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hey Lisa, just wanted to say thanks for your post. Even if i dont agree with you i appreciate you taking the time to respond and its good to know there are some other little babies out there! mine got to 8.8 kilos a few weeks back, now shes back at 8.5 so i guess i just have to keep up the constant feeding and hopefully by the time she is 2 she will be off formula and a growing girl. Thanks again

Minnie - posted on 06/14/2009

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I think they are- kellymom has theirs all set up already...if I put my three year olds' weights into them, while on the formula charts she's in the less than one percentile, on the breastfeeding charts she's up to the 25th percentile. Obviously less than average still, but skinny people are normal too, lol!! But it is a huge difference.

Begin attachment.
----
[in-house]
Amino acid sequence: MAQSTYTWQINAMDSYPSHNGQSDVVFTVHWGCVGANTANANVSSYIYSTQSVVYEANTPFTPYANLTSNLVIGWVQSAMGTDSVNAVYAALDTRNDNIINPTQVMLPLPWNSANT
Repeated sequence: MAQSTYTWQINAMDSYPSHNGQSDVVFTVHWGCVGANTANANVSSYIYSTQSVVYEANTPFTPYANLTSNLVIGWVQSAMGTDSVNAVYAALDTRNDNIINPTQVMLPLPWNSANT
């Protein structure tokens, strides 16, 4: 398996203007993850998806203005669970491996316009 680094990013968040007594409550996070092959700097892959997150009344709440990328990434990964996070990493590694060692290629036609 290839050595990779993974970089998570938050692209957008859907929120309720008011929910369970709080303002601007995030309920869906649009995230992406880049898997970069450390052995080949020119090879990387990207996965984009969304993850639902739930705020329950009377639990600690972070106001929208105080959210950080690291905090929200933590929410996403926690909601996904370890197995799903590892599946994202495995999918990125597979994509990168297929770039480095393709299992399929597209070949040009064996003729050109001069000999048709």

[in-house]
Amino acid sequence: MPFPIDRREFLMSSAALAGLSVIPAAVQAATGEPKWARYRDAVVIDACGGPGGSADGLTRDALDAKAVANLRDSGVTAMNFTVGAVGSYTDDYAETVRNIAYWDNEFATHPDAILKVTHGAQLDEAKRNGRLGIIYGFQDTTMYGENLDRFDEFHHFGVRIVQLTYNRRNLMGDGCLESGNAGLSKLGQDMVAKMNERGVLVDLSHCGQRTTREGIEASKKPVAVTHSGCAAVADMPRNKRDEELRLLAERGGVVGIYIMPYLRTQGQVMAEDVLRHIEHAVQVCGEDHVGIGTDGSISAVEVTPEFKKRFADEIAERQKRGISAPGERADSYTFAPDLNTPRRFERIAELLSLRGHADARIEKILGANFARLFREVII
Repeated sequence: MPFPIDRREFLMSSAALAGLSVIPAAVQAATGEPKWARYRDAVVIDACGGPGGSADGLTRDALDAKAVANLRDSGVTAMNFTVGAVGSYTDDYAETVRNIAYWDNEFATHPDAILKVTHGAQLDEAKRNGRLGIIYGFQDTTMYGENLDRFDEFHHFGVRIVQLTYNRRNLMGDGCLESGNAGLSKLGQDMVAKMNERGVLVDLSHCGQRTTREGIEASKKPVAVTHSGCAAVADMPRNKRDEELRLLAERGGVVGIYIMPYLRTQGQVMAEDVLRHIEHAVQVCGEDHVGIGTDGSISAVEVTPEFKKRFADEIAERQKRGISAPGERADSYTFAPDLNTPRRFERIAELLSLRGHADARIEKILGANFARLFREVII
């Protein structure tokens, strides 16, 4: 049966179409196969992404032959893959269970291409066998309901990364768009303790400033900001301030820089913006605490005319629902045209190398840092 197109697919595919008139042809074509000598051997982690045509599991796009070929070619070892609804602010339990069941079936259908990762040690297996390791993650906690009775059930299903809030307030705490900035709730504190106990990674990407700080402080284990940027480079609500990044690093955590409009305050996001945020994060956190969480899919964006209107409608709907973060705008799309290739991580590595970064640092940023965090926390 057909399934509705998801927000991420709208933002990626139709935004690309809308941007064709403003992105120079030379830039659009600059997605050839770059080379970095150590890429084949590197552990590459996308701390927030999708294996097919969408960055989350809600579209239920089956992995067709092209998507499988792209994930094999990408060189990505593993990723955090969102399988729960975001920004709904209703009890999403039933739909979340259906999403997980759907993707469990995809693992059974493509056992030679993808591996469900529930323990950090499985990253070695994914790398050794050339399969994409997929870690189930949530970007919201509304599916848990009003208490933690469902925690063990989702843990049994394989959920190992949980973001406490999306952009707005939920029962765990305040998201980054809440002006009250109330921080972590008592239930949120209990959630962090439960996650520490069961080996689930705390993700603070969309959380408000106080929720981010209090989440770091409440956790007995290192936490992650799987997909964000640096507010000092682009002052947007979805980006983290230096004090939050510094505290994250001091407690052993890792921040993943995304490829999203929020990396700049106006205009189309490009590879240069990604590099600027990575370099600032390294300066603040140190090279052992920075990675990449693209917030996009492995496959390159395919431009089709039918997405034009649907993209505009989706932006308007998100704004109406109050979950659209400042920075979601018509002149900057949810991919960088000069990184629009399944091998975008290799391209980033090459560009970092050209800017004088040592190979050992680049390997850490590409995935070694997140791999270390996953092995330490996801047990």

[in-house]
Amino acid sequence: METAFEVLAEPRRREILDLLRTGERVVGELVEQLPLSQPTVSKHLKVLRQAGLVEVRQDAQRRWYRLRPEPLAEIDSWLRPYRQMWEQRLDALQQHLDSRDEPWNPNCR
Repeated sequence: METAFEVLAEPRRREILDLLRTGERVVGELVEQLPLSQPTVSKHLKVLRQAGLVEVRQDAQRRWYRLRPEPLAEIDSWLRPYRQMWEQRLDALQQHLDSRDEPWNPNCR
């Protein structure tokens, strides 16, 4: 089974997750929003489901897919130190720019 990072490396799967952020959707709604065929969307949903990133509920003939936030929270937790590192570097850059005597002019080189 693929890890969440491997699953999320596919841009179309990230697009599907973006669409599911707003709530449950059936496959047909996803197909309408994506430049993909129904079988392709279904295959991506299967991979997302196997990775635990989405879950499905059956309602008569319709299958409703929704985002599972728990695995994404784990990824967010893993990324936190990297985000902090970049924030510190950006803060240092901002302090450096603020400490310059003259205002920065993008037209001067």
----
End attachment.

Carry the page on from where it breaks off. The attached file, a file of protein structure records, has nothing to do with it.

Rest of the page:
Sarah - posted on 06/14/2009

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Quoting Lisa:

Melissa,

I am not going to insult you or offend you I just want you to know that you have been going on misinformation. The truth is that only about 2% of all human mothers cannot or should not breastfeed their infants. It really does women a disservice for you to give out blatant UNTRUTHS (that breastfeeding actually causes failure to thrive and infants missing important milestones).